“The airlines’ survival – indeed, the landscape of domestic and global aviation industry when the crisis is over – are matters that are still unfolding, ” said Nungsari.

He added that Malaysia needs an aviation sector that supports its economic growth as well as passenger demand for travel.

“A major crisis such as this calls for radical solutions including further consolidation and liberalisation, keeping in mind the national imperatives for the industry, safeguarding competition and consumer interests, and practising good governance, ” Nungsari explained.

Mavcom is also urging the government to consider relaxing ownership rules for airlines to allow easier sourcing of funds from domestic and international capital markets.

“The industry welcomes help from the government, in any appropriate form, but we are mindful of the demand for public resources in a time like this, ” said Nungsari.

On hibernation

AirAsia Group has announced the temporary hibernation of its fleet across the network. For AirAsia Malaysia, this translates to suspension of all international and domestic flights from March 28 to April 21.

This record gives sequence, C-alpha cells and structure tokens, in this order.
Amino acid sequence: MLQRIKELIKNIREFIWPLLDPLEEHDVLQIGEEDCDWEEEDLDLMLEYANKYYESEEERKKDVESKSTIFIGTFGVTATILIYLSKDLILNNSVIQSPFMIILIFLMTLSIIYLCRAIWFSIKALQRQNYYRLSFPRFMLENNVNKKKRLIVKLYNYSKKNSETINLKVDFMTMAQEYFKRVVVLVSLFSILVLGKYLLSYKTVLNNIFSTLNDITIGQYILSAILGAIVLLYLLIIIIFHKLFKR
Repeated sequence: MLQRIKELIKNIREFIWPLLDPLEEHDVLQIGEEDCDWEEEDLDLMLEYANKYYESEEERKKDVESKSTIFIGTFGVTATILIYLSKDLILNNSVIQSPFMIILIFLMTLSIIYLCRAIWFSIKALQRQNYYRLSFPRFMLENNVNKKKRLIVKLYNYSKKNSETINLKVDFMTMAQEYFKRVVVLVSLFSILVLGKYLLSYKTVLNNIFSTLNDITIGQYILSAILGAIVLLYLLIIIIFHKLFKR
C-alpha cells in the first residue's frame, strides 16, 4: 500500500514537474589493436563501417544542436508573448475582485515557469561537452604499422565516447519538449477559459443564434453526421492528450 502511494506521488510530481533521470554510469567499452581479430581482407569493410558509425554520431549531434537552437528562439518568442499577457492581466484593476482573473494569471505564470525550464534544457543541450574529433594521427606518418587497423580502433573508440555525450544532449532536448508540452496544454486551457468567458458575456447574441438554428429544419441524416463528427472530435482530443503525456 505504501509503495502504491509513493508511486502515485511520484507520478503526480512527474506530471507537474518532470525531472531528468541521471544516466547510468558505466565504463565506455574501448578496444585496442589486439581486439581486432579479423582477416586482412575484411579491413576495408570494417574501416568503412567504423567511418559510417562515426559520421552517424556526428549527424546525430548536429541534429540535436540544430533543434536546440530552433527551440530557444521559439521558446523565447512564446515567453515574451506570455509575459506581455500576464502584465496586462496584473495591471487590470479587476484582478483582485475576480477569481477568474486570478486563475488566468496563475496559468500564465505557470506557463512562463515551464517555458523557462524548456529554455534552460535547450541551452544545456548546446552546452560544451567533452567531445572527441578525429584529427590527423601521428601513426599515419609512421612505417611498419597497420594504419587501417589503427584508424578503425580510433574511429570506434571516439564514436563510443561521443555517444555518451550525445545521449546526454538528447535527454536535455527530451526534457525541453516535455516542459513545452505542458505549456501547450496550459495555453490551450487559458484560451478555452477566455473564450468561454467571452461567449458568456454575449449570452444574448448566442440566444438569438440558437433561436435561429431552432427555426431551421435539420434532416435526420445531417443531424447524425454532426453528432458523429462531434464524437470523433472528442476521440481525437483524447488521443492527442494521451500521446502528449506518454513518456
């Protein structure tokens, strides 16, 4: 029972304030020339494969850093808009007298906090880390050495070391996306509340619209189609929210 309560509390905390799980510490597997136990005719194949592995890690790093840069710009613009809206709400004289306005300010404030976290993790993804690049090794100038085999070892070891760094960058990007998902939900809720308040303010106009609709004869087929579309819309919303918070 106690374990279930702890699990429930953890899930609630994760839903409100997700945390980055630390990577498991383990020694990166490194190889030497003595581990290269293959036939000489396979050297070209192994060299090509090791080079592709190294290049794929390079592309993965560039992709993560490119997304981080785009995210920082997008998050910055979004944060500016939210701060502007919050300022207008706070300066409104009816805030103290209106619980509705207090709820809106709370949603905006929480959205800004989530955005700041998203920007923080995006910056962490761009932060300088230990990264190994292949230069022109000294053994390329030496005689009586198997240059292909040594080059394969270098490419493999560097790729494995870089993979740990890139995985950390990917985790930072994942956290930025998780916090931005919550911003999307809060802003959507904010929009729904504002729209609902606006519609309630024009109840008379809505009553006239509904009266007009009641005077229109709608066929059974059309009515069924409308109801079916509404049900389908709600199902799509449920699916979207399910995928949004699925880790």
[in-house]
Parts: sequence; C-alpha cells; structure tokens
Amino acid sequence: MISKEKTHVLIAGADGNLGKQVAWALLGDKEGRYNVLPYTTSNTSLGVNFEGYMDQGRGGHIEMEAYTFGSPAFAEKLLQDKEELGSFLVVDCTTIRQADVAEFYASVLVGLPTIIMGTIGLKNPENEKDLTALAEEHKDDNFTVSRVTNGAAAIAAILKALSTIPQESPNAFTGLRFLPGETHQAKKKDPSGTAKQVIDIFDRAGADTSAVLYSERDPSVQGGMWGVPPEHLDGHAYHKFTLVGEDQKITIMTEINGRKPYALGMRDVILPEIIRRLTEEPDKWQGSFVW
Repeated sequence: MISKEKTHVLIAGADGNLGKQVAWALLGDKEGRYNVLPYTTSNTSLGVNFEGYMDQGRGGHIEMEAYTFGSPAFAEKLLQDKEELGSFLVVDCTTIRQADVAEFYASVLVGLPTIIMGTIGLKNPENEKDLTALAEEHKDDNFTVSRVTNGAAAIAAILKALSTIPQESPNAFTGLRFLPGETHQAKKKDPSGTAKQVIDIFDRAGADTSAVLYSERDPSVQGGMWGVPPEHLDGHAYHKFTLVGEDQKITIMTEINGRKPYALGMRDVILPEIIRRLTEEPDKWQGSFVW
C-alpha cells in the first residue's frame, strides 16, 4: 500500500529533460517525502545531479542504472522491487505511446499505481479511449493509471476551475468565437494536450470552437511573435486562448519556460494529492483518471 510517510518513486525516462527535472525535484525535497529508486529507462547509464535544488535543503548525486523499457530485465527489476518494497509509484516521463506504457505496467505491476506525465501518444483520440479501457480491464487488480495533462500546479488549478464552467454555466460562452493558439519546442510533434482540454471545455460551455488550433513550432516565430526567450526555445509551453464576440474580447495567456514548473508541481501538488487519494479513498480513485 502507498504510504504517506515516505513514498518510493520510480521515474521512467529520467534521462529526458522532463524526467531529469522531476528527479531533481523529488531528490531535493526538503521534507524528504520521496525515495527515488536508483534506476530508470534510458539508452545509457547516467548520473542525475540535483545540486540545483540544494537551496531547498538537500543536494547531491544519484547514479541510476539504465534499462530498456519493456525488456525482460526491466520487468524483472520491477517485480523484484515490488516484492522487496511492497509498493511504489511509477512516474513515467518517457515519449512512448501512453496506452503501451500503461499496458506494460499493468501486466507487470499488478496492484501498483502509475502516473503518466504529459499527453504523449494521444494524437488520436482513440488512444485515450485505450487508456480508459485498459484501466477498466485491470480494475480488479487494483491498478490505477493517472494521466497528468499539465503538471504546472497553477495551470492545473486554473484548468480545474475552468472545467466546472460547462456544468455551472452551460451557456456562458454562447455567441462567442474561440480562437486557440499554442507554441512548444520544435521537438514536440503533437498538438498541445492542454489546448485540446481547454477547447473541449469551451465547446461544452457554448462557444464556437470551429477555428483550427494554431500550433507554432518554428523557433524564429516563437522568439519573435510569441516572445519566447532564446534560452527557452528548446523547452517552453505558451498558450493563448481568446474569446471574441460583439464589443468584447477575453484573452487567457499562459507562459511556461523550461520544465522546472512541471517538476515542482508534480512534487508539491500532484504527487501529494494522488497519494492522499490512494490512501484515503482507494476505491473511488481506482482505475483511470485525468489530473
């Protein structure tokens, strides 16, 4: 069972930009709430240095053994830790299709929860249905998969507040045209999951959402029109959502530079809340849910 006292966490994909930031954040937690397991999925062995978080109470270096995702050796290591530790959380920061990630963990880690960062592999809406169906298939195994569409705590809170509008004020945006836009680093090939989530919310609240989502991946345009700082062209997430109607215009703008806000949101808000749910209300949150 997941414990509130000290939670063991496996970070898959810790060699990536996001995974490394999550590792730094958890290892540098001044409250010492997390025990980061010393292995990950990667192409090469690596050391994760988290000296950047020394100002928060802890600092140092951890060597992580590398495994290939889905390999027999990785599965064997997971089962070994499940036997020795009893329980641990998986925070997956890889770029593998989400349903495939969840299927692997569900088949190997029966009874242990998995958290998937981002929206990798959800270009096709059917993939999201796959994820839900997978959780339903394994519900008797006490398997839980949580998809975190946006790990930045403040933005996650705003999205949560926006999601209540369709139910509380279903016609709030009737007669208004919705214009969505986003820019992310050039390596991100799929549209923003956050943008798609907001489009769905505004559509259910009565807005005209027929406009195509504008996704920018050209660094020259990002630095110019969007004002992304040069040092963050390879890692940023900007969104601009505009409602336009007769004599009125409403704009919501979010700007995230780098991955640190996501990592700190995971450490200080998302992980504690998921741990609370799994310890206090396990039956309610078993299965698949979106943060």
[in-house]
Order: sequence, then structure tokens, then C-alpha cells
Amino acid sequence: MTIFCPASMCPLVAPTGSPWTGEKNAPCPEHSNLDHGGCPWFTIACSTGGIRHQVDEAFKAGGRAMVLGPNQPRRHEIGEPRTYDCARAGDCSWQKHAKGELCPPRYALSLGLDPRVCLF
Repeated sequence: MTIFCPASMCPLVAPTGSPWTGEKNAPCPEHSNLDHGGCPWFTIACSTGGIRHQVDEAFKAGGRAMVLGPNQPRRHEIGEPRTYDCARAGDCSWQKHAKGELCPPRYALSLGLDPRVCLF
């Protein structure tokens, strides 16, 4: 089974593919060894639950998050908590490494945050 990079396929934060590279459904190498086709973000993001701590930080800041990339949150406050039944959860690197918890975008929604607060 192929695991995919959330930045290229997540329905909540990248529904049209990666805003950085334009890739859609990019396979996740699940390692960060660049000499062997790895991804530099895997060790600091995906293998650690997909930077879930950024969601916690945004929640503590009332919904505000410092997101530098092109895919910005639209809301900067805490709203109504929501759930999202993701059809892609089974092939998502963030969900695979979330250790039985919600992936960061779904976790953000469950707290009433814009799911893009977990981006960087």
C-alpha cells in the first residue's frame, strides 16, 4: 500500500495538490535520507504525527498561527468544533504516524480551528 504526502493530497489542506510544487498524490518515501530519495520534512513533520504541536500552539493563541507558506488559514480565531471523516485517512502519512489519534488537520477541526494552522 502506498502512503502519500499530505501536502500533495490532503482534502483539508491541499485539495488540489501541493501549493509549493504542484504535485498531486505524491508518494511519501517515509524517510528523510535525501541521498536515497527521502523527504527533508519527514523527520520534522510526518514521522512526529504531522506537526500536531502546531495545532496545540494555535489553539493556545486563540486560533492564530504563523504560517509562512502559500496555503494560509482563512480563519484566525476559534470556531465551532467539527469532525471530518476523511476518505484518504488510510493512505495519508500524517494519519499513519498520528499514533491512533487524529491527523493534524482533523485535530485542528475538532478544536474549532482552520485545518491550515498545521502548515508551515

“With governments imposing travel and movement restrictions including home quarantine orders, AirAsia is also playing its part in helping curb the spread of the virus in order to keep flying safe for everyone, ” the company said in a statement.

All affected guests whose flights have been cancelled are being immediately notified by email and SMS, with refund options outlined.

“We will continue to evaluate the situation closely and we are prepared to reinstate our services as soon as the situation improves, subject to the necessary regulatory approvals.

“We believe this temporary fleet hibernation is the right thing to do to ensure the well-being of our guests and employees, which will remain as the top priority of our business during this challenging time, ” the airline said.

AirAsia Group has announced the temporary hibernation of its fleet across the network. For AirAsia Malaysia, this translates to suspension of all international and domestic flights from March 28 to April 21. — AZHAR MAHFOF/The StarAirAsia Group has announced the temporary hibernation of its fleet across the network. For AirAsia Malaysia, this translates to suspension of all international and domestic flights from March 28 to April 21. — AZHAR MAHFOF/The Star

In an effort to manage and contain costs, AirAsia also revealed that both its management and senior employees have volunteered a pay cut, ranging from 100% at the very top to 15%.